The constant danger for those of us who enter the ranks of the ordained is that we take on a role, a professional religious role that gradually obliterates the life of the soul.

The sixth vow specifies three areas: 1. following the Lord Jesus Christ; 2. loving neighbors; 3. working for the reconciliation of the world. This sixth ordination vow, it seems, has nothing to do with ordination as such; it is a vow to diligently guard and nurture our basic commitment as a Christian. Many a Christian has lost his or her soul in the act of being ordained. This vow returns us to the basic vocation of being a Christian, a mere Christian.

For in ordination we do not graduate into an advanced level of religion that sets us apart from or above our earlier status as Christian.

But it is not easy to maintain that awareness. Karl Barth was eloquent in his insistence that we are always and ever beginners in this Christian life no matter how well we preach, are knowledgeable in theology, competent in polity, and diligent in carrying out the duties assigned to us. We never graduate from “Christian” and go on to advanced work in “ministry.” Neither Christian living nor Christian ministry can ever “be anything but the work of beginners … What Christians do becomes a self-contradiction when it takes the form of a trained and mastered routine, or a learned and practiced art. They may and can be masters and even virtuosos in many things, but never in what makes them Christians, God’s children” (Barth, The Christian Life, 79).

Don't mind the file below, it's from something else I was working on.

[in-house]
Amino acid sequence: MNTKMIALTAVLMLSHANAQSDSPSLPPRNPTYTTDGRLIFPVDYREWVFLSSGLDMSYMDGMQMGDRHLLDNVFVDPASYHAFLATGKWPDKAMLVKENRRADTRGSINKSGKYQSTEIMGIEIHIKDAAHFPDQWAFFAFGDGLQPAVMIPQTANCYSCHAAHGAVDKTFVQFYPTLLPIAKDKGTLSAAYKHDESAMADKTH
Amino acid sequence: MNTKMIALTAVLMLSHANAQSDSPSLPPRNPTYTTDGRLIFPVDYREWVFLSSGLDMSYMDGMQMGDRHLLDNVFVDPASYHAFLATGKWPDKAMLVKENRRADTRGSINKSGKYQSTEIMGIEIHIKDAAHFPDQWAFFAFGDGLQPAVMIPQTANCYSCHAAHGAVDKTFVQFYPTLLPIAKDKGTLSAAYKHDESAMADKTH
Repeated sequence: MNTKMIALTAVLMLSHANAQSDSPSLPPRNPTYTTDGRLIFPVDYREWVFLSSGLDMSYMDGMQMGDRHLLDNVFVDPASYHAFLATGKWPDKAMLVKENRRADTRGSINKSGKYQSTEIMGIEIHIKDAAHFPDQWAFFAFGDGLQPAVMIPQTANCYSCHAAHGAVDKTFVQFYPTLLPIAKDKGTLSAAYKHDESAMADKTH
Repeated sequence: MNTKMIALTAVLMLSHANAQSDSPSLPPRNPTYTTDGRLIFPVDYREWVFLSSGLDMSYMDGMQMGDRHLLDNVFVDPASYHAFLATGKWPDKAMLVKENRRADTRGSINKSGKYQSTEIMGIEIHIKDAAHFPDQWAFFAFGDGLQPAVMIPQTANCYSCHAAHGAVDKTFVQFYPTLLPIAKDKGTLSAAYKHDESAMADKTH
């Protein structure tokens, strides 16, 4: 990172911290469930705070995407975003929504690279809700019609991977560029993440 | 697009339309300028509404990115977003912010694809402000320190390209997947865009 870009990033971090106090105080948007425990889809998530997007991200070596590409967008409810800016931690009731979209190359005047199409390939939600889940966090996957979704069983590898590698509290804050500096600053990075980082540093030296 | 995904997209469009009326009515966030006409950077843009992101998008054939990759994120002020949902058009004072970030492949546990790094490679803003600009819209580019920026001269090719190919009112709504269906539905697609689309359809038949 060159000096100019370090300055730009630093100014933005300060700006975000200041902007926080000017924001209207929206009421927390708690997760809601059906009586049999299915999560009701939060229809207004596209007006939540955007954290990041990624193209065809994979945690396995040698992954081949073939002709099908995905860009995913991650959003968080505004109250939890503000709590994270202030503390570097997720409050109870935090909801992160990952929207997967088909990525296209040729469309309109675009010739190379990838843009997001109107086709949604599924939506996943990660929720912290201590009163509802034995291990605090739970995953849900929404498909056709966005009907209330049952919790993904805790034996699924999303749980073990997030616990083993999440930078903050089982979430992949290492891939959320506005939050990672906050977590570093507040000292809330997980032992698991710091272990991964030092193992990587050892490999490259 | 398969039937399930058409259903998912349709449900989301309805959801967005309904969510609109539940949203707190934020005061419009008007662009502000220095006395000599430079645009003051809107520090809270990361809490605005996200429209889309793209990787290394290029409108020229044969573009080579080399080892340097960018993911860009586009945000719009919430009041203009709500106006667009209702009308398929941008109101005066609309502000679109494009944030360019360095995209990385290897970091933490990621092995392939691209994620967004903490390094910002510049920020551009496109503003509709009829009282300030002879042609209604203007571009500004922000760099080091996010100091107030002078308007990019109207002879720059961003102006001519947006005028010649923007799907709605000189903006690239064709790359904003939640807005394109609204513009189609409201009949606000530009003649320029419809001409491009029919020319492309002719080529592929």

The sixth vow lays down protection against taking on the role of expert, and then taking over the work of lead- ership from the Christ in whose name we are ordained.

Will you in your own life seek to follow the Lord Jesus Christ?

Ordination puts us in a place of leadership. As we become good at leadership, we become used to people following us. They look to us for direction, expect initiative from us, and not infrequently turn over responsibility for their lives to us, expecting us to take up the slack that results from their indolence and passivity. Leaders usually work harder than followers. Leaders characteristically accept more responsibility than followers. Sometimes the followers admire us, other times they criticize us, but in either case we are made aware that we are being treated as a class apart; we are leaders.